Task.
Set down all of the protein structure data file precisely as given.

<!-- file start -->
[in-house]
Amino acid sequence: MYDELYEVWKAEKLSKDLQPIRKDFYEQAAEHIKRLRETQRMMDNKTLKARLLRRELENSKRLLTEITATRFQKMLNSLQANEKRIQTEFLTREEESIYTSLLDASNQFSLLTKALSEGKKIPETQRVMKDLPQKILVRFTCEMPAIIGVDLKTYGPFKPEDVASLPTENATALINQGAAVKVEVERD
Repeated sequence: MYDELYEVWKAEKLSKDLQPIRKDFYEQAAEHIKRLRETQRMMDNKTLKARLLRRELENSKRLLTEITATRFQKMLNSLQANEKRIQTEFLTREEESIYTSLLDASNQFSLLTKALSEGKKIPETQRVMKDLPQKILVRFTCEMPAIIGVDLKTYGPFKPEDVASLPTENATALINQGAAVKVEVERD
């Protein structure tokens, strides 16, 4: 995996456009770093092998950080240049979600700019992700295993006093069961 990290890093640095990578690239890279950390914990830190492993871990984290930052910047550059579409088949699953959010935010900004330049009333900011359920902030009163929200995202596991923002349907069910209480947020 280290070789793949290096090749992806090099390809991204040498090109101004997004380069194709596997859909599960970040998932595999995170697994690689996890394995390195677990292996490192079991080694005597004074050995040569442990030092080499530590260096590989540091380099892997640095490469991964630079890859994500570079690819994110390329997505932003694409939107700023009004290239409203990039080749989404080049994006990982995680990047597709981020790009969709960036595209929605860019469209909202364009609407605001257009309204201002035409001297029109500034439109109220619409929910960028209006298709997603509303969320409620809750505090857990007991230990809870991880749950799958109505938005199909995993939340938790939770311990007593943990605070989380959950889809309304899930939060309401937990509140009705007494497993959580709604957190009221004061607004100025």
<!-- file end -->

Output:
[in-house]
Amino acid sequence: MYDELYEVWKAEKLSKDLQPIRKDFYEQAAEHIKRLRETQRMMDNKTLKARLLRRELENSKRLLTEITATRFQKMLNSLQANEKRIQTEFLTREEESIYTSLLDASNQFSLLTKALSEGKKIPETQRVMKDLPQKILVRFTCEMPAIIGVDLKTYGPFKPEDVASLPTENATALINQGAAVKVEVERD
Repeated sequence: MYDELYEVWKAEKLSKDLQPIRKDFYEQAAEHIKRLRETQRMMDNKTLKARLLRRELENSKRLLTEITATRFQKMLNSLQANEKRIQTEFLTREEESIYTSLLDASNQFSLLTKALSEGKKIPETQRVMKDLPQKILVRFTCEMPAIIGVDLKTYGPFKPEDVASLPTENATALINQGAAVKVEVERD
């Protein structure tokens, strides 16, 4: 995996456009770093092998950080240049979600700019992700295993006093069961 990290890093640095990578690239890279950390914990830190492993871990984290930052910047550059579409088949699953959010935010900004330049009333900011359920902030009163929200995202596991923002349907069910209480947020 280290070789793949290096090749992806090099390809991204040498090109101004997004380069194709596997859909599960970040998932595999995170697994690689996890394995390195677990292996490192079991080694005597004074050995040569442990030092080499530590260096590989540091380099892997640095490469991964630079890859994500570079690819994110390329997505932003694409939107700023009004290239409203990039080749989404080049994006990982995680990047597709981020790009969709960036595209929605860019469209909202364009609407605001257009309204201002035409001297029109500034439109109220619409929910960028209006298709997603509303969320409620809750505090857990007991230990809870991880749950799958109505938005199909995993939340938790939770311990007593943990605070989380959950889809309304899930939060309401937990509140009705007494497993959580709604957190009221004061607004100025």